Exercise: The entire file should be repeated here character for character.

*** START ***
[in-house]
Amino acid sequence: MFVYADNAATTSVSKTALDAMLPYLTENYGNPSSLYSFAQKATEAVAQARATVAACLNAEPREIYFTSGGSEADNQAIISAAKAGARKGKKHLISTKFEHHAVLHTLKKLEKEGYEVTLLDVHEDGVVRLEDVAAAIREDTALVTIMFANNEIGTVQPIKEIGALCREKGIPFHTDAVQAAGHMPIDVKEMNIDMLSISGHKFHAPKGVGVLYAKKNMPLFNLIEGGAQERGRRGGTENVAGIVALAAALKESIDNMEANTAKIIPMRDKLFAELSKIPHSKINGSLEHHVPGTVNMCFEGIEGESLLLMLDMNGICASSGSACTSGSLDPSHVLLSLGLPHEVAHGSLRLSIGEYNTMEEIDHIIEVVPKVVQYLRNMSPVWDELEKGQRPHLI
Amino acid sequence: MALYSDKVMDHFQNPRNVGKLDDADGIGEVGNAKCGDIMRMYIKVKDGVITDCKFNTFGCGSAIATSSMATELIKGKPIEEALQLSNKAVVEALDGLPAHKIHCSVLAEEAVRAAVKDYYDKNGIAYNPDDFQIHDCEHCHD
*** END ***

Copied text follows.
[in-house]
Amino acid sequence: MFVYADNAATTSVSKTALDAMLPYLTENYGNPSSLYSFAQKATEAVAQARATVAACLNAEPREIYFTSGGSEADNQAIISAAKAGARKGKKHLISTKFEHHAVLHTLKKLEKEGYEVTLLDVHEDGVVRLEDVAAAIREDTALVTIMFANNEIGTVQPIKEIGALCREKGIPFHTDAVQAAGHMPIDVKEMNIDMLSISGHKFHAPKGVGVLYAKKNMPLFNLIEGGAQERGRRGGTENVAGIVALAAALKESIDNMEANTAKIIPMRDKLFAELSKIPHSKINGSLEHHVPGTVNMCFEGIEGESLLLMLDMNGICASSGSACTSGSLDPSHVLLSLGLPHEVAHGSLRLSIGEYNTMEEIDHIIEVVPKVVQYLRNMSPVWDELEKGQRPHLI
Amino acid sequence: MALYSDKVMDHFQNPRNVGKLDDADGIGEVGNAKCGDIMRMYIKVKDGVITDCKFNTFGCGSAIATSSMATELIKGKPIEEALQLSNKAVVEALDGLPAHKIHCSVLAEEAVRAAVKDYYDKNGIAYNPDDFQIHDCEHCHD